15. "?"Since I could only take six books per visit from the library, I had to time it right, or I'd be stuck on Sundays rereading the five Reader's Digest Condensed Books sitting on our red laquered living room shelf."
Author: Randy Susan Meyers
16. "I've been rereading your story. I think it's about me in a way that might not be flattering, but that's okay. We dream and dream of being seen as we really are and then finally someone looks at us and sees us truly and we fail to measure up. Anyway: story received, story included. You looked at me long enough to see something mysterioso under all the gruff and bluster. Thanks. Sometimes you get so close to someone you end up on the other side of them."
Author: Richard Siken
17. "I wrote this book for the ghosts, who, because they're outside of time, are the only ones with time. After the last rereading (just now), I realize that time isn't the only thing that matters, time isn't the only source of terror. Pleasure can be terrifying too, and so can courage."
Author: Roberto Bolaño
18. "Most of my reading is rereading."
Author: Susan Sontag
19. "I probably reread novels more often than I read new ones. The novel form is made for rereading. Novels are by their nature too long, too baggy, too full of things – you can't hold them completely in your mind. This isn't a flaw – it's part of the novel's richness: its length, multiplicity of aspects, and shapelessness resemble the length and shapelessness of life itself. By the time you reach the end of the novel you will have forgotten the beginning and much of what happens in between: not the main outlines but the fine work, the detail and the music of the sentences – the particular words, through which the novel has its life. You think you know a novel so well that there must be nothing left in it to discover but the last time I reread Emma I found a little shepherd boy, brought into the parlour to sing for Harriet when she's staying with the Martin family. I'm sure he was never in the book before.http://www.guardian.co.uk/books/2012/..."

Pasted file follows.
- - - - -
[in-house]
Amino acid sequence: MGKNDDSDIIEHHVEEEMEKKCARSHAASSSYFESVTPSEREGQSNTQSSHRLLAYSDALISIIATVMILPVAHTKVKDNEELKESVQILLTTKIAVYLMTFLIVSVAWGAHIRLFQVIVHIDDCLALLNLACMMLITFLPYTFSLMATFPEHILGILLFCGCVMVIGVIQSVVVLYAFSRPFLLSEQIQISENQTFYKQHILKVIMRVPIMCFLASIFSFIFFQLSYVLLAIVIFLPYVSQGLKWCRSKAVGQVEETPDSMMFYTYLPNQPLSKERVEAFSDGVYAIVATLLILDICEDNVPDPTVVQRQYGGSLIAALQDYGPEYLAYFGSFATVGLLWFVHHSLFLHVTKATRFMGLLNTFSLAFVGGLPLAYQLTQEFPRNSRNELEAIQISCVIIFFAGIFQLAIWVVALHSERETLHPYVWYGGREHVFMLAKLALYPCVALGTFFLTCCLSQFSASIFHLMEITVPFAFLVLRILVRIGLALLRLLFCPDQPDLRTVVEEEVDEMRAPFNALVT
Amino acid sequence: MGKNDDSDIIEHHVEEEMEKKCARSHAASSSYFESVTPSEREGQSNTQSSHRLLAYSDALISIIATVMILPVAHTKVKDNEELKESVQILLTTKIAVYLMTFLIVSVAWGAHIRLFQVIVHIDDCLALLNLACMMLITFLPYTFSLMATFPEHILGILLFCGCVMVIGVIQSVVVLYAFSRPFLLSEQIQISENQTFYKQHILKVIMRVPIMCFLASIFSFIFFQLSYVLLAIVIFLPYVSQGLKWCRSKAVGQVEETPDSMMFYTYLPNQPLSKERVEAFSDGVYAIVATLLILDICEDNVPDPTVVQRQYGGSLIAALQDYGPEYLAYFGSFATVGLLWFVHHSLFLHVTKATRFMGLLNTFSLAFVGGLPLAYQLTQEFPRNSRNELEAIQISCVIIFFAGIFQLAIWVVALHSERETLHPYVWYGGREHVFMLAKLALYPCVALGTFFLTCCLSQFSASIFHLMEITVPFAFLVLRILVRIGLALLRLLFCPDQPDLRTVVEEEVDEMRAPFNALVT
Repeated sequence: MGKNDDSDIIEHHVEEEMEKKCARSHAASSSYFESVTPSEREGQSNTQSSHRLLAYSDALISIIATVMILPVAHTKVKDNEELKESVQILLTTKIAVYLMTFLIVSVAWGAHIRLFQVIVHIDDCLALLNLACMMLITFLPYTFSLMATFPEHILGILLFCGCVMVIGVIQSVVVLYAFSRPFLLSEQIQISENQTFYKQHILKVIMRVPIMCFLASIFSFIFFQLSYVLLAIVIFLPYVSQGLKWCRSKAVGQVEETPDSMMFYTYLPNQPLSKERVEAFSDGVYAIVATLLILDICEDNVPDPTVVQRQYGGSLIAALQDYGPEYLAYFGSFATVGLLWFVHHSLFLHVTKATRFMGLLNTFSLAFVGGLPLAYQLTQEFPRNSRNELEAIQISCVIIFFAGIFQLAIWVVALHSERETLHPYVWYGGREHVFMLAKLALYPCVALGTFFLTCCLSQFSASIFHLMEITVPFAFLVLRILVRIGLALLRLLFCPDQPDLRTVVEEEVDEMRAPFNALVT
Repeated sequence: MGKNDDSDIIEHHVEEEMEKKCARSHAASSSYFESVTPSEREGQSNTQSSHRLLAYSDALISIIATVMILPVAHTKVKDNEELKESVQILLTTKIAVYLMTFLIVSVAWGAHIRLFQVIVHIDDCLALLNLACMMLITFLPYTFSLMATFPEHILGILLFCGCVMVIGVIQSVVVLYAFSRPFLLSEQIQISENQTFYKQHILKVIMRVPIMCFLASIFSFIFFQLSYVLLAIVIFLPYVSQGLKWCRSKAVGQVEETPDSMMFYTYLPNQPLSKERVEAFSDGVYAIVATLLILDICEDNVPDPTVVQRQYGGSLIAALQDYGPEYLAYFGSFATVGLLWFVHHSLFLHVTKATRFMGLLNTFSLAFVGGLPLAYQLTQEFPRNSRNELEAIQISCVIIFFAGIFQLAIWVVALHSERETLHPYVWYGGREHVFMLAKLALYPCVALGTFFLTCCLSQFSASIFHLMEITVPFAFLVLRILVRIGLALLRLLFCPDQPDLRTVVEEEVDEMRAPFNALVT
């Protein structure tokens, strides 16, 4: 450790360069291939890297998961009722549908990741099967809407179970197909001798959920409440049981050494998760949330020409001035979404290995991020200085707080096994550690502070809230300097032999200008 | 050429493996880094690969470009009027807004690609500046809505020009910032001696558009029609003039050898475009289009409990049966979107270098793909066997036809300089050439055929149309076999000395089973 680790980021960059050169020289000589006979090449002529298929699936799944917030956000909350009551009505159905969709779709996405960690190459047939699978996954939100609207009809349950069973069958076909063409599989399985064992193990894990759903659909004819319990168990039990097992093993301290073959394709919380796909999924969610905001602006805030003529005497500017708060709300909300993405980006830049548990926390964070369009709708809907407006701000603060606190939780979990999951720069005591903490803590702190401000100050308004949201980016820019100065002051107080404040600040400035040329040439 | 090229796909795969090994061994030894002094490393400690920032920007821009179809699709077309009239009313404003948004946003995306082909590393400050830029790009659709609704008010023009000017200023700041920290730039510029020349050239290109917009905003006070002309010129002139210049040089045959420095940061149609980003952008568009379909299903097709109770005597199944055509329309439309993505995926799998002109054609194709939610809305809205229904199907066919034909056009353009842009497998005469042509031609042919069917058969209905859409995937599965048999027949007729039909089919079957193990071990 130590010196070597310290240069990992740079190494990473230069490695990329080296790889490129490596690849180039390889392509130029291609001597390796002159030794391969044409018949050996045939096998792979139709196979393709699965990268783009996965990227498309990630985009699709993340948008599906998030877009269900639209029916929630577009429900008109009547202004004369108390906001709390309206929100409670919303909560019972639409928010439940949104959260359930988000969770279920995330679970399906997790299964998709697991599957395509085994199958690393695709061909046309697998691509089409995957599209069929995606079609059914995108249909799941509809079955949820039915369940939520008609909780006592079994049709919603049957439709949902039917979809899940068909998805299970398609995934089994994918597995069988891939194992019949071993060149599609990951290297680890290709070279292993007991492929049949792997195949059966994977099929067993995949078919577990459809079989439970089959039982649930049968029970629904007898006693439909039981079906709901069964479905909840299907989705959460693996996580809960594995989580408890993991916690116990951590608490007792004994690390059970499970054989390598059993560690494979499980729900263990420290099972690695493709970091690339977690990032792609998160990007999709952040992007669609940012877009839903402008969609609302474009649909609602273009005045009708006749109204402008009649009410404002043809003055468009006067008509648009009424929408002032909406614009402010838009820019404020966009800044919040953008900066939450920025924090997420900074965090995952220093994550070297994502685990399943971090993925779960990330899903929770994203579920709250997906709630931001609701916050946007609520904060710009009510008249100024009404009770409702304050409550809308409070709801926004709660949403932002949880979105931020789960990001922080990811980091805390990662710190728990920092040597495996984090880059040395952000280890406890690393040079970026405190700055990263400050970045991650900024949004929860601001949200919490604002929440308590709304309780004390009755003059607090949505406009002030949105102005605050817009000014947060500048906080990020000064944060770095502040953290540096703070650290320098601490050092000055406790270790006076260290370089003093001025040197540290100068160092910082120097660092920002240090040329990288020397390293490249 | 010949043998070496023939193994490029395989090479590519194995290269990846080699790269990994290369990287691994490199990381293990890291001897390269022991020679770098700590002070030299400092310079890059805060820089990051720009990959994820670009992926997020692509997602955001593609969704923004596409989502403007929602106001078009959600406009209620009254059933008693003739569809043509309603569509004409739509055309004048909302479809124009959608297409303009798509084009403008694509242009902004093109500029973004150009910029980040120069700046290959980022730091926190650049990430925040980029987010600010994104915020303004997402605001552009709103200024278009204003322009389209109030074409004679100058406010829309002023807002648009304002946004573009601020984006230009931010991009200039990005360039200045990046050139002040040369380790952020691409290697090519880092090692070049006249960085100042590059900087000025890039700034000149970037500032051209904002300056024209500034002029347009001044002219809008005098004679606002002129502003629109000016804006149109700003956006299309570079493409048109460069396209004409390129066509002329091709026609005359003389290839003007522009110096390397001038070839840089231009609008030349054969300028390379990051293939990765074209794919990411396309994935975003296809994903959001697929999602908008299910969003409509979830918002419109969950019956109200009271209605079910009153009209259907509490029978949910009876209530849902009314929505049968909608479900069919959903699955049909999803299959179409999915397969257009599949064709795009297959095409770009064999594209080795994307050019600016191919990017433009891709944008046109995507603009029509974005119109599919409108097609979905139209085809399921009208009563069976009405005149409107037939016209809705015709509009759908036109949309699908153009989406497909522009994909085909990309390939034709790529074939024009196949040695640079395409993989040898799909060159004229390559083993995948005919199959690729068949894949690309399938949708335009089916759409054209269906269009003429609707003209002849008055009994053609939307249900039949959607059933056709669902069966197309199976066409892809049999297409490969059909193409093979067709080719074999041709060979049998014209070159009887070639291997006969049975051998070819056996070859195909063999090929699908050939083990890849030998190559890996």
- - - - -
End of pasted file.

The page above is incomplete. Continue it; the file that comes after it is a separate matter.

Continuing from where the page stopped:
Author: Tessa Hadley
20. "In rereading one of the best essays I know on Dante's Paradiso, Giovanni Getto's "Aspetti della poesia di Dante" (Aspects of Dante's Poetry, 1947), one can see that there is not one single image of Paradise that does not stem from a tradition that was part of the medieval reader's heritage, I won't say of ideas, but of daily fantasies and feelings. It is from the biblical tradition and the church fathers that these radiances come from, these vortices of flame, these lamps, these suns, these brilliances and brightnesses emerging "like a horizon clearing" (Par. 14.69)...For medieval man, reading about this light and luminosity was equivalent to when we dream about the sinuous gracefulness of a movie star, the elegant lines of a car...It is this appeal to a poetry of understanding that can make the Paradiso fascinating even for the modern reader who has lost the reference points familiar to his medieval counterpart."
Author: Umberto Eco
21. "The last book I read was the book I've been rereading most of my life, The Fountainhead."
Author: Vince Vaughn
22. "In December 2008, I had the book with me while we waited for Dr. O'Reilly. Mom had already finished it. Every time I put the book down to go grab some mocha, or check my email, or make a call, I returned to find Mom rereading it, sneakily wolfing down passages as though I'd left behind a bag of cookies, not a book, and she was scooping up crumbs behind my back."
Author: Will Schwalbe
23. "Children of the future ageReading this indignant pageKnow that in a former timeLove, sweet love, was thought a crime"
Author: William Blake
24. "So he lent her books. After all, one of life's best pleasures is reading a book of perfect beauty; more pleasurable still is rereading that book; most pleasurable of all is lending it to the person one loves: Now she is reading or has just read the scene with the mirrors; she who is so lovely is drinking in that loveliness I've drunk."
Author: William T. Vollmann
25. "Great art projects a sense of inexhaustibility. In literature, particularly in poetry, this may be accomplished through ambiguity: Beneath each and every meaning that I can descry lie others, so that rereading holds out the prospect of new subtleties, inversions, secret codes and ineffabilities"
Author: William T. Vollmann

Ereading Quotes Pictures

Quotes About Ereading
Quotes About Ereading
Quotes About Ereading

Today's Quote

My dad was a fairy," said Zach. "And by that I don't mean he dressed well and enjoyed musical theatre."
Author: Ben Aaronovitch

Famous Authors

Popular Topics